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Torn Rotator Cuff and Frozen Shoulder (Adhesive Capsulitis)

Part 4 of 5 - Shoulder Conditions Affect Range of Motion

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Updated June 26, 2014

What Is a Torn Rotator Cuff?

One or more rotator cuff tendons may become inflamed from overuse, aging, a fall on an outstretched hand, or a collision. Sports requiring repeated overhead arm motion or occupations requiring heavy lifting also place a strain on rotator cuff tendons and muscles. Normally, tendons are strong, but the wearing down process may lead to a tear.

Signs of a Torn Rotator Cuff

Typically, a person with a rotator cuff injury feels pain over the deltoid muscle at the top and outer side of the shoulder, especially when the arm is raised or extended out from the side of the body. Motions like those involved in getting dressed can be painful. The shoulder may feel weak, especially when trying to lift the arm into a horizontal position. A person may also feel or hear a click or pop when the shoulder is moved.

Diagnosing a Torn Rotator Cuff

Pain or weakness on outward or inward rotation of the arm may indicate a tear in a rotator cuff tendon. The patient also feels pain when lowering the arm to the side after the shoulder is moved backward and the arm is raised.

  • A doctor may detect weakness but may not be able to determine from a physical examination where the tear is located.
  • X-rays, if taken, may appear normal.
  • An MRI can help detect a full tendon tear, but does not detect partial tears.

If the pain disappears after the doctor injects a small amount of anesthetic into the area, impingement is likely to be present. If there is no response to treatment, the doctor may use an arthrogram, rather than an MRI, to inspect the injured area and confirm the diagnosis.

Treatment of Torn Rotator Cuff

Doctors usually recommend that patients with a rotator cuff injury rest their shoulder, apply heat or cold to the sore area, and take medicine to relieve pain and inflammation. Other treatments might be added, such as:

The patient may need to wear a sling for a few days. If surgery is not an immediate consideration, exercises are added to the treatment program to build flexibility and strength and restore the shoulder's function. If there is no improvement with these conservative treatments and functional impairment persists, the doctor may perform arthroscopic or open surgical repair of the torn rotator cuff.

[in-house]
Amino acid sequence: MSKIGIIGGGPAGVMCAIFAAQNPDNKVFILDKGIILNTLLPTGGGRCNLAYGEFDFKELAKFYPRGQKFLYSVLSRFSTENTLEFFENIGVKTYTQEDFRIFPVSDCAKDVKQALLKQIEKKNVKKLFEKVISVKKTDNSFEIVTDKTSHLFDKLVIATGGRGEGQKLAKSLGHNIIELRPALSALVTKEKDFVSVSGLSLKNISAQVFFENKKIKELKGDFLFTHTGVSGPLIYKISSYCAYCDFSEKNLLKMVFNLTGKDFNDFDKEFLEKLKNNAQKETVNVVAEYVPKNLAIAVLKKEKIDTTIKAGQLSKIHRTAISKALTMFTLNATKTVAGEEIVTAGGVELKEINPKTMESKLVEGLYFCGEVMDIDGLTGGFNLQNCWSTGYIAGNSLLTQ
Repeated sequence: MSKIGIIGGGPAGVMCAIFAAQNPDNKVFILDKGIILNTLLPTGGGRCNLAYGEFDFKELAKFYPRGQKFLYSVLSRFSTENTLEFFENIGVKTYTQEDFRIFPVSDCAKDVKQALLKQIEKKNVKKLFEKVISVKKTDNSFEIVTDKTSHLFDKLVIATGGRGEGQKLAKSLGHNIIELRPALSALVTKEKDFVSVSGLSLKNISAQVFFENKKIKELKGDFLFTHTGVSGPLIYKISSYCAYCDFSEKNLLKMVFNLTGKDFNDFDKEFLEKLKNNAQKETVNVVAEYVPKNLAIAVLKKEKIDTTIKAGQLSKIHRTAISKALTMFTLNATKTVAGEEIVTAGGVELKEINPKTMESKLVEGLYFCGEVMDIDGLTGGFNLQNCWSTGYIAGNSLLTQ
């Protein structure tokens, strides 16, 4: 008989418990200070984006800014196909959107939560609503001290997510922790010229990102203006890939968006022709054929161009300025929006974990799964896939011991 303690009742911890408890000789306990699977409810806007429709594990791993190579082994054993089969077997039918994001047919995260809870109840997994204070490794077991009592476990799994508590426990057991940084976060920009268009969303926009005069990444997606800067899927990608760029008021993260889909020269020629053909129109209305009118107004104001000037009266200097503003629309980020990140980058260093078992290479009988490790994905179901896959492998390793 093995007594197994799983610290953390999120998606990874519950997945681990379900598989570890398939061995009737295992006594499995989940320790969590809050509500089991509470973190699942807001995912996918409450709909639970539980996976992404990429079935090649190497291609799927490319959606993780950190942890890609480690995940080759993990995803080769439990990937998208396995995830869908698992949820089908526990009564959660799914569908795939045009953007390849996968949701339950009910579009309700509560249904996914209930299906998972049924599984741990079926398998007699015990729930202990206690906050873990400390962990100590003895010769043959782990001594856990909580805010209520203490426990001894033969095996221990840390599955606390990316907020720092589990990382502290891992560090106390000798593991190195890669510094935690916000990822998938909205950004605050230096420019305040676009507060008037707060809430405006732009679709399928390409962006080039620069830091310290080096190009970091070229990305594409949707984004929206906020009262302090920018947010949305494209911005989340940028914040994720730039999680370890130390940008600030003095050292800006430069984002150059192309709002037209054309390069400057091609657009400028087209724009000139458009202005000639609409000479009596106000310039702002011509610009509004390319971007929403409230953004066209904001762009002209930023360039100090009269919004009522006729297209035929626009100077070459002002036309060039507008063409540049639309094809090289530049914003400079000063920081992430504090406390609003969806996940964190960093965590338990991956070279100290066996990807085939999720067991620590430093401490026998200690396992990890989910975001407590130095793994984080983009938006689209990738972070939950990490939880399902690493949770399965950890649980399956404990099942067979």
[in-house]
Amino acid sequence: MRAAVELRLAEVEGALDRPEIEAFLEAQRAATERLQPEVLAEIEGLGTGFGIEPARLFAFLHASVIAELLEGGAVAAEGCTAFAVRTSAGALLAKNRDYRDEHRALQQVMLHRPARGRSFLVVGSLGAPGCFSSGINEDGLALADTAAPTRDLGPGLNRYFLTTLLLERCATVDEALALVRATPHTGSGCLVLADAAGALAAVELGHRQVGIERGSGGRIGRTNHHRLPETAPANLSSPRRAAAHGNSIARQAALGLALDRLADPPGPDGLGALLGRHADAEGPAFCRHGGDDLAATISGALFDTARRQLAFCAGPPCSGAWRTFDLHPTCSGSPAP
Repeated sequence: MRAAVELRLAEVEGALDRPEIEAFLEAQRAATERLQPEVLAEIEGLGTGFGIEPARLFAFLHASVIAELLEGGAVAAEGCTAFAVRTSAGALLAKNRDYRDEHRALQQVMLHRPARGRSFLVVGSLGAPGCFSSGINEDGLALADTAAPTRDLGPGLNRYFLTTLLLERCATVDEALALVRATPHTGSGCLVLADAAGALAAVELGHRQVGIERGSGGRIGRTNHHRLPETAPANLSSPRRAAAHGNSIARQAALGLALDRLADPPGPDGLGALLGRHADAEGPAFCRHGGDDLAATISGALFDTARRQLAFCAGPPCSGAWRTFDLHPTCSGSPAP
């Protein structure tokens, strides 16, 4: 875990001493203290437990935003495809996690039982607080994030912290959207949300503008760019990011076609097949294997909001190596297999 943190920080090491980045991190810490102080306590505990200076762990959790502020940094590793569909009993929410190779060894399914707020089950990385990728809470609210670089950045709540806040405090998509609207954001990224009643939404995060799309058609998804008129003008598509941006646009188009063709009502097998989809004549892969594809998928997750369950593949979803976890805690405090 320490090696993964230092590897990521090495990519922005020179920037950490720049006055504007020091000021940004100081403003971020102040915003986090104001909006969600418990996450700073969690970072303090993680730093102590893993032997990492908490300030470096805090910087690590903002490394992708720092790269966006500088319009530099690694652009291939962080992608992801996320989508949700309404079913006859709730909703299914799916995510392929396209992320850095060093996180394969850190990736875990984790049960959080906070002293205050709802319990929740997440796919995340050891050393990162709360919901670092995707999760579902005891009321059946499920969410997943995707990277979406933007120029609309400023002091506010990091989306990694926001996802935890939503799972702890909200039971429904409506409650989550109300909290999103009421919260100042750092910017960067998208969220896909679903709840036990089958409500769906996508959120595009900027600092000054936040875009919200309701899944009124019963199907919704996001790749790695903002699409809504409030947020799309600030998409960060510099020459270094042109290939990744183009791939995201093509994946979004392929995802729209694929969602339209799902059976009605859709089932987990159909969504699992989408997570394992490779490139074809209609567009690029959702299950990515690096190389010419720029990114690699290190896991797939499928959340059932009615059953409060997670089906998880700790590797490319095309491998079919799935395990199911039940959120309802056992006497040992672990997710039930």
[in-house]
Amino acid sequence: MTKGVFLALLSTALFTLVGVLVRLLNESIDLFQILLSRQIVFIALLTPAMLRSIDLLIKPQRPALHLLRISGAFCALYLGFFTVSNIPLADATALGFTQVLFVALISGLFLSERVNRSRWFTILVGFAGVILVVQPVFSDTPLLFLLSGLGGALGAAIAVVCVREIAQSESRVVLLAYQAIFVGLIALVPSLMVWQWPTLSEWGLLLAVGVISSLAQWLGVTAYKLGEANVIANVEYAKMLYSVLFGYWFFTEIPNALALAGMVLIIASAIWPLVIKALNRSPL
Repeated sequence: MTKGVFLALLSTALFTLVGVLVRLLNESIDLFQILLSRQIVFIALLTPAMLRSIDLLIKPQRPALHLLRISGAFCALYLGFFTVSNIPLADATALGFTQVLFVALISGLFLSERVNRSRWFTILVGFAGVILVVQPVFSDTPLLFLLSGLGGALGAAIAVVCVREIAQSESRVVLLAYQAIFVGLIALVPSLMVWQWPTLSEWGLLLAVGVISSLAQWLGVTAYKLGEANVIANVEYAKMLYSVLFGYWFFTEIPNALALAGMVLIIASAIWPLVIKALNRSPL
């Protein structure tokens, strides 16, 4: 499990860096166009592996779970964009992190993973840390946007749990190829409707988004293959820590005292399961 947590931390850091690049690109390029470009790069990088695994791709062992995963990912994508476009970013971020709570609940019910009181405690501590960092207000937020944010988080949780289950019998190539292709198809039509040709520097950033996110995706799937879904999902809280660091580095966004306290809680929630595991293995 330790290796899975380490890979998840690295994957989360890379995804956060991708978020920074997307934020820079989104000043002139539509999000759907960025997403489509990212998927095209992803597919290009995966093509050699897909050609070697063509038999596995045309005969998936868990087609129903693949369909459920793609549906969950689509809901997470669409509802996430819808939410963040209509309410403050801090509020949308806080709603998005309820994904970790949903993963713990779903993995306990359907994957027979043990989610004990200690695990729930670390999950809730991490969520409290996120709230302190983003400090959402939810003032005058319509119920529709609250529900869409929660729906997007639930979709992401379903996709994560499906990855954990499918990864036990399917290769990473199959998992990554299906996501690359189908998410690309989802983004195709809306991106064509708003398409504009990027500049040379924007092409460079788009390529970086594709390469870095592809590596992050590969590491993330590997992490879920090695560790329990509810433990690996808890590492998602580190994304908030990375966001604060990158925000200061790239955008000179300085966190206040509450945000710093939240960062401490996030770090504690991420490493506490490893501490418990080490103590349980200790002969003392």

What Is a Frozen Shoulder?

As the name implies, movement of the shoulder is severely restricted in people with a "frozen shoulder." This condition, which doctors call adhesive capsulitis, is frequently caused by injury that leads to lack of use due to pain.

Rheumatic disease progression and recent shoulder surgery can also cause frozen shoulder. Intermittent periods of use may cause inflammation. Adhesions (abnormal bands of tissue) grow between the joint surfaces, restricting motion. There is also a lack of synovial fluid, which normally lubricates the gap between the arm bone and socket to help the shoulder joint move. It is this restricted space between the capsule and ball of the humerus that distinguishes adhesive capsulitis from a less complicated painful, stiff shoulder. People at a higher risk for frozen shoulder include those with certain conditions including:

The condition rarely appears in people under 40 years old.

Signs of Frozen Shoulder

With a frozen shoulder, the joint becomes so tight and stiff that it is nearly impossible to carry out simple movements, such as raising the arm. People complain that the stiffness and discomfort worsen at night. A doctor may suspect the patient has a frozen shoulder if a physical examination reveals limited shoulder movement. An arthrogram may confirm the diagnosis.

Treatment of Frozen Shoulder

Treatment of frozen shoulder focuses on restoring joint movement and reducing shoulder pain. Usually, treatment begins with nonsteroidal anti-inflammatory drugs and the application of heat, followed by gentle stretching exercises. These stretching exercises, which may be performed in the home with the help of a therapist, are the treatment of choice.

In some cases, transcutaneous electrical nerve stimulation (TENS) with a small battery-operated unit may be used to reduce pain by blocking nerve impulses. If these measures are unsuccessful, the doctor may recommend manipulation of the shoulder under general anesthesia. Surgery to cut the adhesions is only necessary in some cases.

Go to Part 5 --- Shoulder Problems --->

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